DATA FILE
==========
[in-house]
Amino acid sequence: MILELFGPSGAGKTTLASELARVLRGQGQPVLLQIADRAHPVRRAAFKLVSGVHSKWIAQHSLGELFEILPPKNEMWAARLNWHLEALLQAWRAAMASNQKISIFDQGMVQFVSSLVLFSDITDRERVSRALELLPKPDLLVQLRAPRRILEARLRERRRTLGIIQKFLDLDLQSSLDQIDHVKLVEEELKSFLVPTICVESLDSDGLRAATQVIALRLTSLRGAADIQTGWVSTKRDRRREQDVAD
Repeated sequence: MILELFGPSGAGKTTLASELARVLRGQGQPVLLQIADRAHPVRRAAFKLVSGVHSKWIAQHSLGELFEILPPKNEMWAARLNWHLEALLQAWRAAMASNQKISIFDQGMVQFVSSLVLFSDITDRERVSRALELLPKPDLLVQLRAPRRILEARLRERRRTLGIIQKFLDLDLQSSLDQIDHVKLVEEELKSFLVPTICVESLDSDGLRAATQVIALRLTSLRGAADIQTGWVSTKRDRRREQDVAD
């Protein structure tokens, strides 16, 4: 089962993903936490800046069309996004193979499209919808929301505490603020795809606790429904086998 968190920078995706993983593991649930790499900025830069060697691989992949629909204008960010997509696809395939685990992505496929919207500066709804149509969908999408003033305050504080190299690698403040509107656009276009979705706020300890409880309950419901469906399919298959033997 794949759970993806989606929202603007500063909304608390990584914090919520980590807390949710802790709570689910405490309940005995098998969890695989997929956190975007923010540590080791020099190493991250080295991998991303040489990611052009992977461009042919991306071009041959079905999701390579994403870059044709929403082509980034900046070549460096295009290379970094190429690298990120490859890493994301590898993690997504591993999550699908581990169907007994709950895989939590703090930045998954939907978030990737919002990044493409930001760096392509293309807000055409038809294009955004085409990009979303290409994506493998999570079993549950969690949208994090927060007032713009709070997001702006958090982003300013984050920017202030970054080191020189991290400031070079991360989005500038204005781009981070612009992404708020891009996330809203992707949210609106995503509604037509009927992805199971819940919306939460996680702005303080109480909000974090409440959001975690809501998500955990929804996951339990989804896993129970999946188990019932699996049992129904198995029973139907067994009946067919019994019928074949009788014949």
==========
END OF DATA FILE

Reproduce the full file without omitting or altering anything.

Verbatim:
[in-house]
Amino acid sequence: MILELFGPSGAGKTTLASELARVLRGQGQPVLLQIADRAHPVRRAAFKLVSGVHSKWIAQHSLGELFEILPPKNEMWAARLNWHLEALLQAWRAAMASNQKISIFDQGMVQFVSSLVLFSDITDRERVSRALELLPKPDLLVQLRAPRRILEARLRERRRTLGIIQKFLDLDLQSSLDQIDHVKLVEEELKSFLVPTICVESLDSDGLRAATQVIALRLTSLRGAADIQTGWVSTKRDRRREQDVAD
Repeated sequence: MILELFGPSGAGKTTLASELARVLRGQGQPVLLQIADRAHPVRRAAFKLVSGVHSKWIAQHSLGELFEILPPKNEMWAARLNWHLEALLQAWRAAMASNQKISIFDQGMVQFVSSLVLFSDITDRERVSRALELLPKPDLLVQLRAPRRILEARLRERRRTLGIIQKFLDLDLQSSLDQIDHVKLVEEELKSFLVPTICVESLDSDGLRAATQVIALRLTSLRGAADIQTGWVSTKRDRRREQDVAD
């Protein structure tokens, strides 16, 4: 089962993903936490800046069309996004193979499209919808929301505490603020795809606790429904086998 968190920078995706993983593991649930790499900025830069060697691989992949629909204008960010997509696809395939685990992505496929919207500066709804149509969908999408003033305050504080190299690698403040509107656009276009979705706020300890409880309950419901469906399919298959033997 794949759970993806989606929202603007500063909304608390990584914090919520980590807390949710802790709570689910405490309940005995098998969890695989997929956190975007923010540590080791020099190493991250080295991998991303040489990611052009992977461009042919991306071009041959079905999701390579994403870059044709929403082509980034900046070549460096295009290379970094190429690298990120490859890493994301590898993690997504591993999550699908581990169907007994709950895989939590703090930045998954939907978030990737919002990044493409930001760096392509293309807000055409038809294009955004085409990009979303290409994506493998999570079993549950969690949208994090927060007032713009709070997001702006958090982003300013984050920017202030970054080191020189991290400031070079991360989005500038204005781009981070612009992404708020891009996330809203992707949210609106995503509604037509009927992805199971819940919306939460996680702005303080109480909000974090409440959001975690809501998500955990929804996951339990989804896993129970999946188990019932699996049992129904198995029973139907067994009946067919019994019928074949009788014949």